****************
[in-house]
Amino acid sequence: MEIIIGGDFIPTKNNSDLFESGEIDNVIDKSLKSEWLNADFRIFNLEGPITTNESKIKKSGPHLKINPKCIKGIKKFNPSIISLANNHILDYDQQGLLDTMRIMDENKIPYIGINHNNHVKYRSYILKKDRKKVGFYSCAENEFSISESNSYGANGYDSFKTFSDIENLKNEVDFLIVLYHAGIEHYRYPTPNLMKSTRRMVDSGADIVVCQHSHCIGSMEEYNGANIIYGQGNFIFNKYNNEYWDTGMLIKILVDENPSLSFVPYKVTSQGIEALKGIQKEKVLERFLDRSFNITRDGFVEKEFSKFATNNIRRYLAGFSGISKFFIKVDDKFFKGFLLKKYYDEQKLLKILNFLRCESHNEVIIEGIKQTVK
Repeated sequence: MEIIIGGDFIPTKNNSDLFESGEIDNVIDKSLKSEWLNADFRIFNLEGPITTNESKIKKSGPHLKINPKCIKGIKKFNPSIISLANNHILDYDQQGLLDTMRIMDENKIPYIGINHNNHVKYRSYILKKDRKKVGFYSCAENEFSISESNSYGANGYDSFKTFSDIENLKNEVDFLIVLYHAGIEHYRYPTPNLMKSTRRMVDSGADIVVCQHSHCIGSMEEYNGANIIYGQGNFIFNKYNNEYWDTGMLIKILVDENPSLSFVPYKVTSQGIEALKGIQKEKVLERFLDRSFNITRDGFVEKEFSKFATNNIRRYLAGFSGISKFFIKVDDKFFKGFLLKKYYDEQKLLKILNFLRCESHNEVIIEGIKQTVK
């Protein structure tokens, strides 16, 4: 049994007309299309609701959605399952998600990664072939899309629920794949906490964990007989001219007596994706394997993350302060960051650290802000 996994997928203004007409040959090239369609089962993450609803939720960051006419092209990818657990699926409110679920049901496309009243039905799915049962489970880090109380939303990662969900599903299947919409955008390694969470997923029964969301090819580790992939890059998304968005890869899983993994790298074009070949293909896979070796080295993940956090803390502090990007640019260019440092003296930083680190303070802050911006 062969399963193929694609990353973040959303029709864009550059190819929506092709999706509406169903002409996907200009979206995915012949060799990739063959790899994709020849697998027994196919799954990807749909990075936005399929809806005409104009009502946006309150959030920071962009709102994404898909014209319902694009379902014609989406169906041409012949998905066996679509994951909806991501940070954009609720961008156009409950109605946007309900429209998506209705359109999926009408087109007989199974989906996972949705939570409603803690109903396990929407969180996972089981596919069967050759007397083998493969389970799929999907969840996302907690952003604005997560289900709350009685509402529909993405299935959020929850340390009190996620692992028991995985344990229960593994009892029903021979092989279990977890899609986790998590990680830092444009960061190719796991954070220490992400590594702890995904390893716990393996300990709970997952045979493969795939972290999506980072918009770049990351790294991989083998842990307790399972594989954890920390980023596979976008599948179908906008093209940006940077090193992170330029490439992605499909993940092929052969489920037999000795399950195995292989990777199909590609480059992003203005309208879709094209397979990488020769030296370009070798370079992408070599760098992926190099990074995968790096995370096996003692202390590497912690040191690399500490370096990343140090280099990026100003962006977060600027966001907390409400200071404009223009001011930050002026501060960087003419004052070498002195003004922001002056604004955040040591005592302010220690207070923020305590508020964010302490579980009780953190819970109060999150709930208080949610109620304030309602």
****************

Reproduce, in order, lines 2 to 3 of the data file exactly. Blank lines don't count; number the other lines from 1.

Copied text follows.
Amino acid sequence: MEIIIGGDFIPTKNNSDLFESGEIDNVIDKSLKSEWLNADFRIFNLEGPITTNESKIKKSGPHLKINPKCIKGIKKFNPSIISLANNHILDYDQQGLLDTMRIMDENKIPYIGINHNNHVKYRSYILKKDRKKVGFYSCAENEFSISESNSYGANGYDSFKTFSDIENLKNEVDFLIVLYHAGIEHYRYPTPNLMKSTRRMVDSGADIVVCQHSHCIGSMEEYNGANIIYGQGNFIFNKYNNEYWDTGMLIKILVDENPSLSFVPYKVTSQGIEALKGIQKEKVLERFLDRSFNITRDGFVEKEFSKFATNNIRRYLAGFSGISKFFIKVDDKFFKGFLLKKYYDEQKLLKILNFLRCESHNEVIIEGIKQTVK
Repeated sequence: MEIIIGGDFIPTKNNSDLFESGEIDNVIDKSLKSEWLNADFRIFNLEGPITTNESKIKKSGPHLKINPKCIKGIKKFNPSIISLANNHILDYDQQGLLDTMRIMDENKIPYIGINHNNHVKYRSYILKKDRKKVGFYSCAENEFSISESNSYGANGYDSFKTFSDIENLKNEVDFLIVLYHAGIEHYRYPTPNLMKSTRRMVDSGADIVVCQHSHCIGSMEEYNGANIIYGQGNFIFNKYNNEYWDTGMLIKILVDENPSLSFVPYKVTSQGIEALKGIQKEKVLERFLDRSFNITRDGFVEKEFSKFATNNIRRYLAGFSGISKFFIKVDDKFFKGFLLKKYYDEQKLLKILNFLRCESHNEVIIEGIKQTVK